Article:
Flexible Ducting for a 110mm Soil Pipe

Discussion in 'Plumbers' Talk' started by KPE, Oct 3, 2017.

  1. KPE

    KPE New Member

    Hello. There is flexible (nylon?) wire could ducting in my loft that is leaking. There are several tiny splits in it. Over a period of time, this has damaged the ceiling of the bathroom below. This ducting goes from a soil pipe, up through the loft and out through the roof. The soil pipe is 110mm and the flexible ducting has been slipped over the end and ties with a zip tie. I want to replace the 3 meters of flexible ducting. But I cannot find anything this diameter. The house was built in 2000. Are pipes a different size now? So the first question is, where can I buy 3 meters of 110mm flexible ducting?
    Second question is, assuming I can find some ducting, how do I waterproof the join? A zip tie does not work. Should I cover the end of the pipe with a mastic of some sort before slipping the ducting over? (American web sites offer a product called Ductseal - a white solution that can be painted onto the pipe before adding the ducting. I have not seen anything like that on UK sites.)
    Many thanks. P1010344.JPG
  2. Isitreally

    Isitreally Well-Known Member

    Why not continue in 110mm pipe as it should have been.

    Also work out why water was able to get into the ducting to cause it to leak and repair that problem.
  3. DannyDoLittle

    DannyDoLittle Member

    IMG_3316.JPG Can't you do away with the ducting altogether and fit an AAV.. air valve that will allow air in but no bad smells out ;-)
  4. KPE

    KPE New Member

    Many thanks for your replies - they are much appreciated. I have had some time to consider what you have both written, particularly as this is an area in which I have little knowledge. So I have read up a bit on AVVs and I can see that this might be a simple and cheap solution. However, the flexible ducting goes from the 'floor' of the loft and up to an outlet in the roof. So, if I was to disconnect the ducting, I would need to somehow block off the roof outlet - or even have it removed and a new tile or two inserted. Solid piping is not really an option as two or three bends would need to be inserted. As for locating the origin of the water, this blows in through the vent in the roof. So, I really think the only simple option at the moment is to replace the flexible ducting. This I can do myself - if only I can find 3 meters of flexible 110mm ducting.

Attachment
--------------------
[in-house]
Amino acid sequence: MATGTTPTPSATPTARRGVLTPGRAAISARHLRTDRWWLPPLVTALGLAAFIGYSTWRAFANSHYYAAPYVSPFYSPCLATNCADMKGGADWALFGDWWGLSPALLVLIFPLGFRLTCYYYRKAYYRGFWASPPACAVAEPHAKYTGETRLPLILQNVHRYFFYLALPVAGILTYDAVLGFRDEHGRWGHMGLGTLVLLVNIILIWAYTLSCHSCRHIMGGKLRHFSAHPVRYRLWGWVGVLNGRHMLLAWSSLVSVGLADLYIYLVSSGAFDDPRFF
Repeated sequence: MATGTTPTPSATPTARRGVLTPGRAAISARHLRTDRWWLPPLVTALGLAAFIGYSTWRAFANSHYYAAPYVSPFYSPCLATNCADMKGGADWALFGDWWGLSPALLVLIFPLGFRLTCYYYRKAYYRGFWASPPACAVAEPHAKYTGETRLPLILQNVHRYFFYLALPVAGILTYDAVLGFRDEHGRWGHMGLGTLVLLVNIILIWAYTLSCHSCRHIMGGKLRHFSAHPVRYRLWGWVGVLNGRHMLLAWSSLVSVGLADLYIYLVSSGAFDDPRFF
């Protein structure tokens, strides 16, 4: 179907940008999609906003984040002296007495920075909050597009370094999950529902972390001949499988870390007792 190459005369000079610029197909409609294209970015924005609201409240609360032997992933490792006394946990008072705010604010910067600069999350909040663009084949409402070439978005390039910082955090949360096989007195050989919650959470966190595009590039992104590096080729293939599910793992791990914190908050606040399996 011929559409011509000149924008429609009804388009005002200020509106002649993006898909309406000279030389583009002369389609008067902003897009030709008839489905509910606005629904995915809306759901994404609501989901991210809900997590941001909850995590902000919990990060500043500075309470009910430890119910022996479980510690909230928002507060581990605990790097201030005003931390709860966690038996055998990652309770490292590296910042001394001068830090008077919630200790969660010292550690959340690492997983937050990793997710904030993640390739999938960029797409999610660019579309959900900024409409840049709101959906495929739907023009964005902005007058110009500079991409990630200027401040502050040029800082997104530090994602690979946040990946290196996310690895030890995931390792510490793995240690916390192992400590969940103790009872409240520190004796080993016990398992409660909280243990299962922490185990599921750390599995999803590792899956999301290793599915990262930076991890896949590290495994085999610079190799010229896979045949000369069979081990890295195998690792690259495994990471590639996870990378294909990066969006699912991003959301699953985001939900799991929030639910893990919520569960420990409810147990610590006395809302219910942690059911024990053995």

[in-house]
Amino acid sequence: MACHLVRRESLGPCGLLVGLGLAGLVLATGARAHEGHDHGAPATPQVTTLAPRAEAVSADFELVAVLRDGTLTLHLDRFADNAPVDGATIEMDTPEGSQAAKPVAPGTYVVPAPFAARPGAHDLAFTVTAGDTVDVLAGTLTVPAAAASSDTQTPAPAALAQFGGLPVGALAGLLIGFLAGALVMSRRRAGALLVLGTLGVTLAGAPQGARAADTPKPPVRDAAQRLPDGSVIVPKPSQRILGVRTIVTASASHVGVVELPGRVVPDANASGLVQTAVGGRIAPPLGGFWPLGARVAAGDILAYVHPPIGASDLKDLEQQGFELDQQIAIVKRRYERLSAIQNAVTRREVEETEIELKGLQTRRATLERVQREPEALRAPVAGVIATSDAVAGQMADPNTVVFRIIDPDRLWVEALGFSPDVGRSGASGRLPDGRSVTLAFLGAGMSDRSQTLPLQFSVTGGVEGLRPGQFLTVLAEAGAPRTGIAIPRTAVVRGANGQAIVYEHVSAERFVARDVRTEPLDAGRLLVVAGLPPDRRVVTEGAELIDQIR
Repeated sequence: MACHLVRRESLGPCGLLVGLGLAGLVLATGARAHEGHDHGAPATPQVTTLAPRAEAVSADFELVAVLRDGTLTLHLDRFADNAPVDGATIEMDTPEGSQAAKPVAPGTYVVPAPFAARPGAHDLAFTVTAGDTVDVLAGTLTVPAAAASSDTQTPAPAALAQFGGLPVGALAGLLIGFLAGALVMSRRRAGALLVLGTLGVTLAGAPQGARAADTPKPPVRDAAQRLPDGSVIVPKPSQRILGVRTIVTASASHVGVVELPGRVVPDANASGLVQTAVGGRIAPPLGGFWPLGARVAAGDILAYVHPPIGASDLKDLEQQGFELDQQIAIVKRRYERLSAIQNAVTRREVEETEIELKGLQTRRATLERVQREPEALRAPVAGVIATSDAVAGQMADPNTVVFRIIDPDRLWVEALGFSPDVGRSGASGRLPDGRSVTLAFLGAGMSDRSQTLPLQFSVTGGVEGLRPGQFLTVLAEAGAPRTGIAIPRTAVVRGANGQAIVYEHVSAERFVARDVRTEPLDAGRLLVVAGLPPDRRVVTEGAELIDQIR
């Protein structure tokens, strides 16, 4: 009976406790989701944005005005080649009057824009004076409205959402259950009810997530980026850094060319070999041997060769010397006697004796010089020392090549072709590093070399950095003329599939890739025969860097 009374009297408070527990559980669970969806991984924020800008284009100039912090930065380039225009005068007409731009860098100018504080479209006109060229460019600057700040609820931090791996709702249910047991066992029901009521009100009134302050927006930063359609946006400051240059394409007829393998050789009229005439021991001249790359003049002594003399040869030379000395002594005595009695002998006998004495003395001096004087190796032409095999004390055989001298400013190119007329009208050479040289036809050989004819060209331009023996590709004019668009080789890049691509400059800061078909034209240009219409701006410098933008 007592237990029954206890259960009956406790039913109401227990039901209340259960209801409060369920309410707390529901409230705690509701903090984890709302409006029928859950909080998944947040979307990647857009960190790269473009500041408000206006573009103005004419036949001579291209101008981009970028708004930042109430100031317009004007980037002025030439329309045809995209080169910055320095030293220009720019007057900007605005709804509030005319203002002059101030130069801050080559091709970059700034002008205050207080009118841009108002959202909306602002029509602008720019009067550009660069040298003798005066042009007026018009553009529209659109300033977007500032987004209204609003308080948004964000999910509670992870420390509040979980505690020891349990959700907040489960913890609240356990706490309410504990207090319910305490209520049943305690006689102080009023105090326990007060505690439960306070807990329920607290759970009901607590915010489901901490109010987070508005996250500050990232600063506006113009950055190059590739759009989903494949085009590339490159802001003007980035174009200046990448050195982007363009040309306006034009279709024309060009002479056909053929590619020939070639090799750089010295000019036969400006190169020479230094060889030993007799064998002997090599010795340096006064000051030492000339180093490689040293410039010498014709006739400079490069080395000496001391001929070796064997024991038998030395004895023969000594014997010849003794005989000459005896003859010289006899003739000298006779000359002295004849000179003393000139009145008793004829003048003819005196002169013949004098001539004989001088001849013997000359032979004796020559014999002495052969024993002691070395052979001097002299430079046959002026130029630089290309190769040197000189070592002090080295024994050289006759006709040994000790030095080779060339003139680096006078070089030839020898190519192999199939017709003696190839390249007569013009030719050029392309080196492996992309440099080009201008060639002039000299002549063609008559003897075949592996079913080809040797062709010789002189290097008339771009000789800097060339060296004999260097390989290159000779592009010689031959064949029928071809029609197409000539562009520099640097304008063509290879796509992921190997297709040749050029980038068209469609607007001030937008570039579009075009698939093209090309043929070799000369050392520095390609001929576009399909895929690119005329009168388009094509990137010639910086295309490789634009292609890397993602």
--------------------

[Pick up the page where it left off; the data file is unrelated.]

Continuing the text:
P1010367.jpg P1010376.JPG P1010377.JPG
  5. DannyDoLittle

    DannyDoLittle Member

    Search for 110mm flexible ducting.

    There's loads to choose from.
  6. DIYDave.

    DIYDave. Well-Known Member

    You can use the common 100mm flexi ducting and join to the 110 soil pipe with a length of 100mm duct, which will fit inside the soil pipe;



    Should be a fairly snug fit but secure 100 pipe inside 110 with a smear of silicon and flexi end with either cable ties or gaffer tape

    Rain could be entering via the roof exit as you suspect or if you are extracted warm, moist air from say a bathroom, some of that steam will condense in the pipe runs, the longer the runs, the less steam will actually escape out via the roof. The worst sections for this will be the 110 soil pipe, especially vertical runs as the air inside the pipe will be very cold in a roof space in winter

    Can improve by insulated the pipes with foil wrap or other flexible insulating material

    I have 2 showers at home vented out via the loft and roof, although pipe runs are much shorter than shown. Fitted a condensation trap to the vertical soil pipe which is connected to 21mm overflow pipe. Tee'd this into the overflow pipe from cold water tank so just 1 pipe exits from roof line

  7. KPE

    KPE New Member

    Danny and Dave, thank you both for taking the time and trouble to respond. I still can't find 110mm ducting on the net - plenty of other sizes. DIYDave, your suggestion sounds good, so I will be popping in to Screwfix in Ringwood for some ducting and a length of round pipe. Thanks again, gents.